What’s causing the car to stall when accelerating over 1700 RPM? Starts and idles fine at 800 RPM, but when I try to accelerate in 1st gear, it cuts out at about 1700- 1900 RPM. It’s manual trans, carbureted motor. Changed distributor and coil. Plugs and wires are new. Checked all vacuum lines, but it sounds like one of them is opening a thermovalve at the wrong time. Can I bypass most or all of the vacuum lines that manage the fuel system?
When you say ‘cuts out’, do you mean the engine dies or just stops providing power?
If you go ahead with the ‘bypass’, you will have to be selective on what you bypass (disconnect & block) because a lot of the vacuum hosing adjusts idle speed, mixture, ignition advance and retard, timing of choke opening, etc. You might try bypassing the egr valve, the canister purge, and heated air control motor for diagnostic purposes only. I suspect that the problem may be in fuel delivery i.e. fuel filter or fuel pump or the failure of the carburator secondary either to open or a clogged secondary main jet. When the vacuum control system is working correctly it usually does a good job but it sure is a bear to trouble shoot.
Hope this helps.
Good to find someone who knows carburetors, still.
Here?s the rest of the story of the 86 honda. The stalling problem is intermittent. Twice today, including the first use of the car, it stalled shortly after leaving the driveway. But sandwiched between those unsuccessful trips it ran for 10-15 miles, with several stops and didn?t hesitate or lose power. There was a slight misfiring, but not enough to affect the speed.
By ?cutting out? I mean that I can increase the RPM gradually up to 1500-1900 RPM by slowly pressing on the accelerator. If I let the clutch out slowly, I can make it back home at 5-10 MPH. Pressing on the accelerator more than a small amount causes the motor to die. If I let go of the throttle before it dies, the motor recovers to idle and will idle indefinitely no problem.
I have had the air cleaner off innumerable times, several since this last problem. While stranded a couple days ago, I took off the air cleaner and checked the vacuum tubing and found a big piece missing out of one of the three labeled A, B and C that are attached to what appears to be a big solenoid valve on the passenger side. I think it was the A hose that was broken. I replaced it but it didn?t help. There were a couple of others that were looking worn so I fixed them, to no avail. I also tried disconnecting the other vacuum hoses in succession to see if the car would accelerate past 2000 RPM with individual ones disconnected. The fuel filter was replaced. After messing around with the carburetor, hoses, etc for over an hour I gave up and started slowly driving home. About ? mile along, the motor started working normally.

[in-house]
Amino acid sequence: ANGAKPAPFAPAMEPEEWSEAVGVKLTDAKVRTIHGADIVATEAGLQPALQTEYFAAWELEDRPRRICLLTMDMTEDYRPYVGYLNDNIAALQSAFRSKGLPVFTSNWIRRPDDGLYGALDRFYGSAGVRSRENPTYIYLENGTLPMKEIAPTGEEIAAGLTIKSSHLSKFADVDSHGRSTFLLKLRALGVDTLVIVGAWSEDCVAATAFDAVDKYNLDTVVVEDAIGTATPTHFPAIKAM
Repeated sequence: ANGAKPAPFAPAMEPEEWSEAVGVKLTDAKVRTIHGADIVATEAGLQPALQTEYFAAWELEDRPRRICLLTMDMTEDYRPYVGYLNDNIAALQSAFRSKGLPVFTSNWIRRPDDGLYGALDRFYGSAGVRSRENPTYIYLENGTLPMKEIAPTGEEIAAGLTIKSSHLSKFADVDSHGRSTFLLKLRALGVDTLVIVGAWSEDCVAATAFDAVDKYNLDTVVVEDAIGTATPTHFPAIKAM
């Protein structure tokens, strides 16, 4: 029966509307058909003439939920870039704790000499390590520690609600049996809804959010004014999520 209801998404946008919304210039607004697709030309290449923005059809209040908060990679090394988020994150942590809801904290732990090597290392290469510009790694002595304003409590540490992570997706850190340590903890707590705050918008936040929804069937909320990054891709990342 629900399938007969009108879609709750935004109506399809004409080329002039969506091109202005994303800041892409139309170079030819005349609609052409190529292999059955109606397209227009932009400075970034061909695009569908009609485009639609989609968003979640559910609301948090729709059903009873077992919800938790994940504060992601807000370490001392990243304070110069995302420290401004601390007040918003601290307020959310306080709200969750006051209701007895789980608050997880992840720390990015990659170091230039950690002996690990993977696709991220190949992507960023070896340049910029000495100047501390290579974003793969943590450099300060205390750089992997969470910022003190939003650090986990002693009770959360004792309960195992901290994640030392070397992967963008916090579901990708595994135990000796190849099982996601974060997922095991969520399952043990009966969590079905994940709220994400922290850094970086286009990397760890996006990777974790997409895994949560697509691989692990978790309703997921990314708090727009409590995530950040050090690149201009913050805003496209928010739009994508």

There is a myriad of vacuum hoses on this model. The other family car is a ?88 Honda and I have done a lot of carburetor and related troubleshooting on both cars. One of the problems on the ?88 that I thought might also be on the ?86 is a vacuum valve that opens one of the bypasses that dumps air into the intake, effectively causing a huge vacuum leak, killing the motor. It?s permanently disconnected on the ?88 now because I don?t know how or don?t have the know how to fix what is causing it to open. So I tried disconnecting them on the ?86, but it didn?t help. I plugged the three open vacuum lines all the while I was working with the air cleaner off.
The downloadable manual for the 86-89 Accords has been helpful in troubleshooting past problems, but I don?t understand how the carburetor controls on this car are integrated, in spite of having read the shop manual many, many times and making repairs and adjustments. The Honda repair shop at the dealer was unable to help. It?s been so long since they serviced a carburetor they only know to replace it. When I took the ?88 there the manager recommended replacing the carburetor, which cost more than the total. Just about any repair is more than the book value. As it turned out, replacing the carburetor myself didn?t solve the problem. A faulty ground in the control unit located under the driver?s seat was not allowing the idle solenoid valve to open. A jumper to the floor pan fixed it. So I could use the good carburetor off that car to repair the ?86.
Your point about a non-functioning secondary is well taken, but I don?t think the secondary gets involved until a greater throttle level. At least I don?t see the butterfly opening on that side until much deeper in the throttle travel. And why would the problem be intermittent, if it was a plugged port?
I?ve eliminated the fuel filter and fuel pump because I can see and manually adjust the fuel level in the sight glass window on the side of the carburetor and was able to move the level up and down with the adjusting screw on that same day I got stuck.
Thanks for taking the time to share your know how. My original efforts were to get better gas mileage after an emissions test derated my miles per gallon. Never did recover the old 40+ mpg, though I do get 40 at elevation on trips west.